Chapter 19 - Anti-Monopoly Convention
About the 4th of March, 1875, an Anti-Monopoly Convention was appointed to take place at Harrisburg, having for its principal purpose a movement against the Philadelphia and Reading Coal and Iron Company, by individual and other large operators. Among them was Muff Lawler, who reported, on his return, that there were nearly three hundred representatives present, and it was decided to ask the Legislature, by resolution, to cause an investigation to be made, by committee, of the officers of the Philadelphia and Reading Coal and Iron Company, and say why their charter should not be rescinded.
Proceedings at Harrisburg Yesterday – Speeches and Resolutions – New York Times
Harrisburg, PA, March 3 – The Anti-Monopoly Convention contains representatives from all the labor organizations in New York and Pennsylvania, including the Grangers and retail coal dealers. An address was read by Horace H. Day, of New York, representing the Industrial Congress of the United States, who received a vote of thanks. E.M. Davis, of Philadelphia, also delivered an address on the moneyed power of the country, and its tendency to foster monopolies. The Convention adopted resolutions condemning the passage by the Legislature of any bill which will not hold the employer responsible for the competency of the apprentice when he becomes a master mechanic, urging the passage of some law which will restrain the large corporations from charging excessive rates of transportation, condemning the Philadelphia and Reading Railroad Company for discharging those of its employees who are members of corporate labor organizations, and recommending the enactment of a law by the Legislature appointing a commission to examine into the causes of the difficulties existing between labor and capital, which shall report the testimony taken and the conclusion arrived at to the Legislature at the next session.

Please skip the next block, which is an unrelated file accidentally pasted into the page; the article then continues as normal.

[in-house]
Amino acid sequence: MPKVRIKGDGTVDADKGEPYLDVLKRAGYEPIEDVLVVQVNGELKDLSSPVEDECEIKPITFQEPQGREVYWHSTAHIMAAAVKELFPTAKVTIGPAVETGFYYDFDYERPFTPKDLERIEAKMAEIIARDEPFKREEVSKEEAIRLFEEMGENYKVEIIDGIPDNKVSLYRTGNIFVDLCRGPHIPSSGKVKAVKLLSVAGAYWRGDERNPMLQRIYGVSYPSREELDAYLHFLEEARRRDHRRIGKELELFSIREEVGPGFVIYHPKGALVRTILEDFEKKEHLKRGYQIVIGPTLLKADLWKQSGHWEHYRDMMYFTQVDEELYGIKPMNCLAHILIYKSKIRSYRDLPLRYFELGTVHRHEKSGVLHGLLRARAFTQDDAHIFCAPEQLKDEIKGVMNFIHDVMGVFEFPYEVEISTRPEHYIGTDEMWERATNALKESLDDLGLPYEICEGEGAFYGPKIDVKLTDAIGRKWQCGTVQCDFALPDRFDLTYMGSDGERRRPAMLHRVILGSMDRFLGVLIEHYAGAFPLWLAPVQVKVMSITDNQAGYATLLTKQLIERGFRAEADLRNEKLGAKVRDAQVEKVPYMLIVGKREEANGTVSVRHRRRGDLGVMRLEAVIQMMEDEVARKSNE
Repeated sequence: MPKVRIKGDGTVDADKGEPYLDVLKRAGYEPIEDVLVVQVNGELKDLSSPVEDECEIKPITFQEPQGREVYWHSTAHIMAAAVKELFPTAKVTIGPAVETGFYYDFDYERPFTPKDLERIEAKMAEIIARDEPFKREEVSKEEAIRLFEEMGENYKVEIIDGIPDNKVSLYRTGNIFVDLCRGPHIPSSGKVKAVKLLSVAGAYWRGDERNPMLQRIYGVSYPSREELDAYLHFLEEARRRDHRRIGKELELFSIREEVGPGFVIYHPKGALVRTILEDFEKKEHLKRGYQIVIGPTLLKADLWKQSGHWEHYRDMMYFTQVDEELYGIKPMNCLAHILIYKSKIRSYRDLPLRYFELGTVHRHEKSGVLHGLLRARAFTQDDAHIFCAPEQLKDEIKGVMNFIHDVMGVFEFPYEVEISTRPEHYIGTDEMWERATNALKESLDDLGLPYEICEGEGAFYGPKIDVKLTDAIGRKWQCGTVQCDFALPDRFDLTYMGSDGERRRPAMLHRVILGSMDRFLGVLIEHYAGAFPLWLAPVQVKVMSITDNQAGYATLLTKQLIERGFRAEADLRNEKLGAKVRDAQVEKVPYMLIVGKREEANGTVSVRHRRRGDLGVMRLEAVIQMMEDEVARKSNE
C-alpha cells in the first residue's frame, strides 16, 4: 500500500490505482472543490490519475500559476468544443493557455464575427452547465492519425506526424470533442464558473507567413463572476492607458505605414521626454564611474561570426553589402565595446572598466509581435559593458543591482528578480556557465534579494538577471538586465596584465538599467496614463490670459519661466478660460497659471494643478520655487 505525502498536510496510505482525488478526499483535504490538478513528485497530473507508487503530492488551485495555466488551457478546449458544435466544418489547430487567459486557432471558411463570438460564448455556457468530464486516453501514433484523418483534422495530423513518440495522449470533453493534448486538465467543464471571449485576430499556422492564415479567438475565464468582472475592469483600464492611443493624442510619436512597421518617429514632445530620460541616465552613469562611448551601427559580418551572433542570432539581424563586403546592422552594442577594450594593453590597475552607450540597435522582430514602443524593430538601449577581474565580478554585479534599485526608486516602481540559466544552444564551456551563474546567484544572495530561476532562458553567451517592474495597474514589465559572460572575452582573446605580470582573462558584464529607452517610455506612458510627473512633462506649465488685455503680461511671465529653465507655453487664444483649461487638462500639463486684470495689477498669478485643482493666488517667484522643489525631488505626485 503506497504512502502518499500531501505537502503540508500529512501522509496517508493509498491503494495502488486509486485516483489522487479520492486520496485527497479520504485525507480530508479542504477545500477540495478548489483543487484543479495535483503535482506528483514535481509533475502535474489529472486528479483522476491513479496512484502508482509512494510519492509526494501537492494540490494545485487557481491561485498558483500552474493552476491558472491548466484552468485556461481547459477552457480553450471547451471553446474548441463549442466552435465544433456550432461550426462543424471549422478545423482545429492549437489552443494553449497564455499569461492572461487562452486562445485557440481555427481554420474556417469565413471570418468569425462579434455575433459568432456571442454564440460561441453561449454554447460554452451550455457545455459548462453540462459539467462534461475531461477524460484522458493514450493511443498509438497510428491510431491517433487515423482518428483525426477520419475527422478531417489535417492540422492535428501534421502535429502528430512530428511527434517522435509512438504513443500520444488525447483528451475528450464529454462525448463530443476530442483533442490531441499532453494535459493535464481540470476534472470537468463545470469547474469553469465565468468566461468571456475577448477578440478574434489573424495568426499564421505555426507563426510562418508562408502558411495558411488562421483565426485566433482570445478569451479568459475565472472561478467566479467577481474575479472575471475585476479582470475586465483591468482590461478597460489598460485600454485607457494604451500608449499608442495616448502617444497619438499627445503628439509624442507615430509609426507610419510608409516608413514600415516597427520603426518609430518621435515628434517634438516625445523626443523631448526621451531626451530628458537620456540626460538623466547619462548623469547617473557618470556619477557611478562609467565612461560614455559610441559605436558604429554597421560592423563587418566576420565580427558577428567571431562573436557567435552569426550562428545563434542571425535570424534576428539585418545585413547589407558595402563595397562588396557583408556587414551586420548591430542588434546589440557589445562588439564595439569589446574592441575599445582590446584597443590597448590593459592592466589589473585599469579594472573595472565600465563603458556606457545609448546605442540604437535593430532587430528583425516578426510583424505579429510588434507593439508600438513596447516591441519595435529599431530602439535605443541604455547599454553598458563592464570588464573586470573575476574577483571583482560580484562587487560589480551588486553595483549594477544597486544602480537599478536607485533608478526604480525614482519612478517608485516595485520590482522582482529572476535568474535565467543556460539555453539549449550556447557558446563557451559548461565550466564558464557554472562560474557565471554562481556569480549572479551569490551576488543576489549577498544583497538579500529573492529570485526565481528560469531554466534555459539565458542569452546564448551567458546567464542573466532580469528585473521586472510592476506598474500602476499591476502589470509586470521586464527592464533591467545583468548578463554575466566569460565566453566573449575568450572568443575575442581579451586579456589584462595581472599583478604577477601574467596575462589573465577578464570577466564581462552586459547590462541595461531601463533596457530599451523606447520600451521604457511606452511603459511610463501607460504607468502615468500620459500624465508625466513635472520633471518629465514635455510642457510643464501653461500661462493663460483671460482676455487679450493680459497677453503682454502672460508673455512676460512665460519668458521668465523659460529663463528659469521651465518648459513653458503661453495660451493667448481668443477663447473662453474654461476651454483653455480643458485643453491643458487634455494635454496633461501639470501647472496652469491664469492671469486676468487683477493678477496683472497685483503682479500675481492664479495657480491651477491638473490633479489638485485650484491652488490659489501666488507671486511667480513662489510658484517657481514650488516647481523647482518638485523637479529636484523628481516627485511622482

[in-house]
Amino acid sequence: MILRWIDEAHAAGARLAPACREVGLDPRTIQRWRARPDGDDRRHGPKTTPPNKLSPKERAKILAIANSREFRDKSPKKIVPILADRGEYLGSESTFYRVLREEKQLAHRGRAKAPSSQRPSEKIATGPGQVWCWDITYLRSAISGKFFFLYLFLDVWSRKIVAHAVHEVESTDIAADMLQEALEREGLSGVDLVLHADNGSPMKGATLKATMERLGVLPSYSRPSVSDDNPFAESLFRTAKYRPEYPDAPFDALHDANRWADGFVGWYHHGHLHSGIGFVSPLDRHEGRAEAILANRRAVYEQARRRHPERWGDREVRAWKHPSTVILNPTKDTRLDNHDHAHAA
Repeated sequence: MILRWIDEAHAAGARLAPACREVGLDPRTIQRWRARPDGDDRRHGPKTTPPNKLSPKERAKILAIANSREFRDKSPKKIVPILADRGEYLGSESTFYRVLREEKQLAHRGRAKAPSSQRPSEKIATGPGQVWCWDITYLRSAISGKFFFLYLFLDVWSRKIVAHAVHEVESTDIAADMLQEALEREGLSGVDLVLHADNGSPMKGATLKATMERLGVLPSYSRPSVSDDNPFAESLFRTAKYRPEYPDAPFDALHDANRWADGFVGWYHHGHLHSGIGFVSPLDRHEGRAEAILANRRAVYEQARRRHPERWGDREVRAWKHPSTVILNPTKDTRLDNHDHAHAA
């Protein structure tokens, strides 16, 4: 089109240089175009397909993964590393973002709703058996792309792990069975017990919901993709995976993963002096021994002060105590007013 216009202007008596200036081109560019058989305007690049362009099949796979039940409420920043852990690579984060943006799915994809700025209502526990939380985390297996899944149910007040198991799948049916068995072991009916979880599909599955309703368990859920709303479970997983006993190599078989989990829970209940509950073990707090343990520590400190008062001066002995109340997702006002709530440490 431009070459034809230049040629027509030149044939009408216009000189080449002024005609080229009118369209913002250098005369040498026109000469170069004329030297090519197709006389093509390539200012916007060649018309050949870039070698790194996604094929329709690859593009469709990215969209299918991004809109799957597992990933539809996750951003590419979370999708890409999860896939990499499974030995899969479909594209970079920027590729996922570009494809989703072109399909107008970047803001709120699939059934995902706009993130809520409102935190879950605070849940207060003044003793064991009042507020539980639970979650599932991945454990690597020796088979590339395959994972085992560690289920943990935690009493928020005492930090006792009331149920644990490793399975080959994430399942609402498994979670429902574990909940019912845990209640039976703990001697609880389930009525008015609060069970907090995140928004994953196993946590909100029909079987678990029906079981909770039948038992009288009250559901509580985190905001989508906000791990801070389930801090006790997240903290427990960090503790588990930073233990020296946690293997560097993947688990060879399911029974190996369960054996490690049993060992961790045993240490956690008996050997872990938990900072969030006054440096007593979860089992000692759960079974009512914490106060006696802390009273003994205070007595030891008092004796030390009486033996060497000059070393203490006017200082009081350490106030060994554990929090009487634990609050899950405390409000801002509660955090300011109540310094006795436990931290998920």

The Convention reassembled this afternoon at 2 o’clock in Barr’s Hall, President John F. Walsh, of Schuylkill County, in the chair. A number of resolutions were adopted tending to oppose monopoly, among them the following:
Resolved, That the action of the Philadelphia and Reading Railroad Company in procuring by fraud and deception the charter known originally as the Laurel Run Improvement Company, and now called the Philadelphia and Reading Coal and Iron Company, whereby special privileges of great value to them and danger to the community were granted, and their abuse of said privileges, demand immediate attention. Upon the Legislature of the State we urge the appointment of a joint committee of both Houses to investigate the affairs of both corporations with instructions to report an act repealing all or so much of their charters as may be detrimental or dangerous to the public welfare.
A discussion of one hour took place on the subject of uniting the laboring classes of the United States. Senator Staunton, of Luzerne, addressed the convention on a bill before the Legislature in the interests of the miners and laborers in the coal fields.
An evening session was held for the further discussion of the question of uniting the mechanics, miners, and laboring men of the country. Several delegates from New York addressed the convention.
James McParland Report March 11, 1875